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Legal Information/ Legal Briefs

Legal Briefs

Until 2010, these legal briefs provide examples of judgments pertaining to everyday situations. Beginning in 2012, they deal with various topics of general interest, such as rental issues, family law, human rights, civil liability, insurance, dealings between spouses and social aid. They are intended to inform and to prevent undesirable situations.


Legal Briefs 2015

Legal brief
Can I be financially eligible for legal aid if my spouse is not? This hypelink opens a PDF file in a new window.
The Act respecting legal aid and the provision of certain other legal services will consider you and another person to be spouses in the following three cases:

  1. You and the other person are married and you are living together;
  2. You and the other person are living together more
I have a judgment awarding me custody of my child — can my former spouse object to me moving out of town? This hypelink opens a PDF file in a new window.
Judgments awarding custody are intended to provide children with stability. Therefore, there must be proof of significant changes before a court will intervene to modify such judgments.

In our day and age, relocations are common and may result from a number of situations, including a job oppo
How to avoid the resiliation of your lease for failure to pay the rentThis hypelink opens a PDF file in a new window.
When you sign a residential lease with a landlord, your primary obligation as a tenant is to pay your rent in full when it is due. The law states that a tenant must pay his rent the first of every month, unless otherwise agreed upon with the landlord.(1) It is possible to agree with the l more
Breathalyzers and impaired facultiesThis hypelink opens a PDF file in a new window.
Offences related to driving under the influence of alcohol are probably the ones most likely to affect the « ordinary » person, that is, someone without a criminal past. Unfortunately, these offences can have serious consequences which the public does not always fully grasp.

If a police offi
What exactly is the Social Security Tribunal?This hypelink opens a PDF file in a new window.
On April 1, 2013, a new tribunal was created in Canada—the Social Security Tribunal—which falls under federal jurisdiction. It replaced the following four administrative tribunals: the Board of Referees, the employment insurance umpires, the Canada Pension Plan and Old Age Security review tribunals, and the Pension Appeals Board.

The new tribunal therefore handles reviews of decisions made by federal agencies about employment insurance, Old Age Security and the Canada Pension Plan.

There are two divisions within the Social Security Tribunal: the “General Division” and the “Appeal Division.” The General Division itself has two sections, an Employment Insurance Section and an Income Security Section (for the Canada Pension Plan and Old Age Security).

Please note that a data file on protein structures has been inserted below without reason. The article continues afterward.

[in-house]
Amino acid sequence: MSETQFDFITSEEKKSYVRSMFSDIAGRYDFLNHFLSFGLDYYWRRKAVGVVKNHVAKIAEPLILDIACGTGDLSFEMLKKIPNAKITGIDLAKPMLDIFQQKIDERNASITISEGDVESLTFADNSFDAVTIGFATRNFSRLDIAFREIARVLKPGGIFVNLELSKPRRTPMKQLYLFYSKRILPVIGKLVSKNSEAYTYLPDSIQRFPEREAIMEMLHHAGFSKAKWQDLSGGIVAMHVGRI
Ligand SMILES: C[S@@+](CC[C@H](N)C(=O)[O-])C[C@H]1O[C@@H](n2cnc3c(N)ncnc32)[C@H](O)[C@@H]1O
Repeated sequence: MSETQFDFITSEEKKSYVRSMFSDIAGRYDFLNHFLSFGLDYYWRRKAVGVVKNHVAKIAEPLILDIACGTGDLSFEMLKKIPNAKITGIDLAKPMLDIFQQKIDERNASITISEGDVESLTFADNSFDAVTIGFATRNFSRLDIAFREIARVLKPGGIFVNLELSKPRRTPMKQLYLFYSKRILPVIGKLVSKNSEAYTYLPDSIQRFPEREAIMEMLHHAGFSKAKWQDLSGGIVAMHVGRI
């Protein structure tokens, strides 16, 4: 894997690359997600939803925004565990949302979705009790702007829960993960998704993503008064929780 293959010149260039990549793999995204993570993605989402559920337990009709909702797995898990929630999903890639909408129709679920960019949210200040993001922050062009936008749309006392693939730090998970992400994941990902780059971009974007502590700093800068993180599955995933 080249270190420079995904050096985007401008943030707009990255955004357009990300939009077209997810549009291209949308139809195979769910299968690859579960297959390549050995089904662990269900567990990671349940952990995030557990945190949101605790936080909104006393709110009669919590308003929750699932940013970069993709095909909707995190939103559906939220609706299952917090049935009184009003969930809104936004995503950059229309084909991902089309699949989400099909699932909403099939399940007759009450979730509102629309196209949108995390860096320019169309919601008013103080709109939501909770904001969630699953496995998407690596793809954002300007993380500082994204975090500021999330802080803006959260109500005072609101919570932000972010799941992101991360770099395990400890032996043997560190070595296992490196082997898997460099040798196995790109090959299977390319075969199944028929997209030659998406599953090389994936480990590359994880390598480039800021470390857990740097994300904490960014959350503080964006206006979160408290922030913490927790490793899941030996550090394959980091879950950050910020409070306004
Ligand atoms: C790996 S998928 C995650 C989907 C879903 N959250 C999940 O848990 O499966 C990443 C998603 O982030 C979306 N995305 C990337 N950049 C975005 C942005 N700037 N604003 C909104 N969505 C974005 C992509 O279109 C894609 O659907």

As an example, if a recipient wishes to contest a decision made by the Employment Insurance Commission, he will first have to file an application for administrative review with the Commission itself, within 30 days after the decision in question was sent to him.

Subsequently, if the recipient is dissatisfied with the decision rendered following the administrative review, he will be entitled to file an appeal with the General Division of the Social Security Tribunal. The appeal will have to be filed within 30 days after the decision on the review was sent to him. For a decision dealing with Old Age Security or the Canada Pension Plan, the time limit is 90 days.

In both cases, the General Division can summarily dismiss an appeal if it is convinced that there is no reasonable chance of success.

Lastly, a recipient who has been heard before the General Division and is still dissatisfied with the decision rendered will first have to obtain permission to appeal before being heard by the Appeal Division. The application for leave to appeal will have to be filed within 30 days after the recipient has received the decision rendered by the Employment Insurance Section. This time limit is 90 days when the decision is one rendered by the Income Security Section.

For more information about the Social Security Tribunal, do not hesitate to contact the legal aid office nearest you, where experienced lawyers will be able to answer all your questions.

Legal brief *
May  2015
Number  05
Text prepared by   Me Annie Desrosiers,avocate au bureau d’aide juridique de Roberval
* The information set out in this document is not a legal interpretation.
The masculine is used to designate persons solely in order to simplify the text.
I am a victim of spousal violence or sexual assault - can I terminate my residential lease? This hypelink opens a PDF file in a new window.
Yes. Under the Civil Code of Québec,(1) a tenant can resiliate (terminate) his residential lease if, due to the violent behaviour of a spouse or former spouse, or due to sexual aggression, even by a third party, the safety of the tenant or a child living with the tenant is threatened.

Free or low-cost legal aidThis hypelink opens a PDF file in a new window.
You may be granted free legal aid if your income, property and liquid assets do not exceed the eligibility scale provided for in the Act respecting legal aid and the provision of certain other legal services and the Regulation respecting legal aid.

Even if you are above the elig
Is shared custody in the best interests of your child? This hypelink opens a PDF file in a new window.
For the majority of parents who are in the process of a separation or divorce, custody of their children is often their primary concern. How can their children’s time be managed best so that they can spend as much of this precious commodity with their children? more
© Commission des services juridiques Création: Diane Laurin - 2017